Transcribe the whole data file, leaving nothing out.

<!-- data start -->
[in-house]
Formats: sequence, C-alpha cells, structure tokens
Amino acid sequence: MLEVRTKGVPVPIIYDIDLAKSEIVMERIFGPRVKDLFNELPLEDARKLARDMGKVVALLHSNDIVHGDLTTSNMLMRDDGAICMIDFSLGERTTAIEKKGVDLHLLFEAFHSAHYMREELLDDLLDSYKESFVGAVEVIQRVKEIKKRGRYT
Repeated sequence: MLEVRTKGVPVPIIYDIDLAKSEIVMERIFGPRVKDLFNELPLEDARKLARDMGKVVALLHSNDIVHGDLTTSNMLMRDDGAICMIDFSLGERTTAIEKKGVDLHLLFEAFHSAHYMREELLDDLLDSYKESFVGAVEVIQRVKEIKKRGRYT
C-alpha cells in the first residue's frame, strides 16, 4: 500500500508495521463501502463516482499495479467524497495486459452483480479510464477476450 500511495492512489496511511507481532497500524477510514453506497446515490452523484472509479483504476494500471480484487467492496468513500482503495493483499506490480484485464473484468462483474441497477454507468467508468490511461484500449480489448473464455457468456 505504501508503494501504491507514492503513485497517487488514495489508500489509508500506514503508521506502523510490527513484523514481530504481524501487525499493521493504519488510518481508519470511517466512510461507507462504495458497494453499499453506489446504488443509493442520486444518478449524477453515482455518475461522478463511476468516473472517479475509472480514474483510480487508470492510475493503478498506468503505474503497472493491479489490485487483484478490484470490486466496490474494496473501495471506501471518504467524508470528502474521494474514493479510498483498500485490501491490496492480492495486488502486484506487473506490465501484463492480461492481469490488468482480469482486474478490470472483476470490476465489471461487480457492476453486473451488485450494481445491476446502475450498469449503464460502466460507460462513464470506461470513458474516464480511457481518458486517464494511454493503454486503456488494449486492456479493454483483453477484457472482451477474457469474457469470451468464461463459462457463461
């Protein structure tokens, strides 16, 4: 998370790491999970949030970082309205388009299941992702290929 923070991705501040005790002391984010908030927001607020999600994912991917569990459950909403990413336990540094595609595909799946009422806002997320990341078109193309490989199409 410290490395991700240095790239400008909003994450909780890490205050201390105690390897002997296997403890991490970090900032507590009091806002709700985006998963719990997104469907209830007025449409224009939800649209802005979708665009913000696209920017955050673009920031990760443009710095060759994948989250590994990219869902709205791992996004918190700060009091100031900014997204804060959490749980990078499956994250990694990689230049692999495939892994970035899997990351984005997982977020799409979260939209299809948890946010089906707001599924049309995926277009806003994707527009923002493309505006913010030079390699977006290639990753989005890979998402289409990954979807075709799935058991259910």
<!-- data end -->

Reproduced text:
[in-house]
Formats: sequence, C-alpha cells, structure tokens
Amino acid sequence: MLEVRTKGVPVPIIYDIDLAKSEIVMERIFGPRVKDLFNELPLEDARKLARDMGKVVALLHSNDIVHGDLTTSNMLMRDDGAICMIDFSLGERTTAIEKKGVDLHLLFEAFHSAHYMREELLDDLLDSYKESFVGAVEVIQRVKEIKKRGRYT
Repeated sequence: MLEVRTKGVPVPIIYDIDLAKSEIVMERIFGPRVKDLFNELPLEDARKLARDMGKVVALLHSNDIVHGDLTTSNMLMRDDGAICMIDFSLGERTTAIEKKGVDLHLLFEAFHSAHYMREELLDDLLDSYKESFVGAVEVIQRVKEIKKRGRYT
C-alpha cells in the first residue's frame, strides 16, 4: 500500500508495521463501502463516482499495479467524497495486459452483480479510464477476450 500511495492512489496511511507481532497500524477510514453506497446515490452523484472509479483504476494500471480484487467492496468513500482503495493483499506490480484485464473484468462483474441497477454507468467508468490511461484500449480489448473464455457468456 505504501508503494501504491507514492503513485497517487488514495489508500489509508500506514503508521506502523510490527513484523514481530504481524501487525499493521493504519488510518481508519470511517466512510461507507462504495458497494453499499453506489446504488443509493442520486444518478449524477453515482455518475461522478463511476468516473472517479475509472480514474483510480487508470492510475493503478498506468503505474503497472493491479489490485487483484478490484470490486466496490474494496473501495471506501471518504467524508470528502474521494474514493479510498483498500485490501491490496492480492495486488502486484506487473506490465501484463492480461492481469490488468482480469482486474478490470472483476470490476465489471461487480457492476453486473451488485450494481445491476446502475450498469449503464460502466460507460462513464470506461470513458474516464480511457481518458486517464494511454493503454486503456488494449486492456479493454483483453477484457472482451477474457469474457469470451468464461463459462457463461
């Protein structure tokens, strides 16, 4: 998370790491999970949030970082309205388009299941992702290929 923070991705501040005790002391984010908030927001607020999600994912991917569990459950909403990413336990540094595609595909799946009422806002997320990341078109193309490989199409 410290490395991700240095790239400008909003994450909780890490205050201390105690390897002997296997403890991490970090900032507590009091806002709700985006998963719990997104469907209830007025449409224009939800649209802005979708665009913000696209920017955050673009920031990760443009710095060759994948989250590994990219869902709205791992996004918190700060009091100031900014997204804060959490749980990078499956994250990694990689230049692999495939892994970035899997990351984005997982977020799409979260939209299809948890946010089906707001599924049309995926277009806003994707527009923002493309505006913010030079390699977006290639990753989005890979998402289409990954979807075709799935058991259910």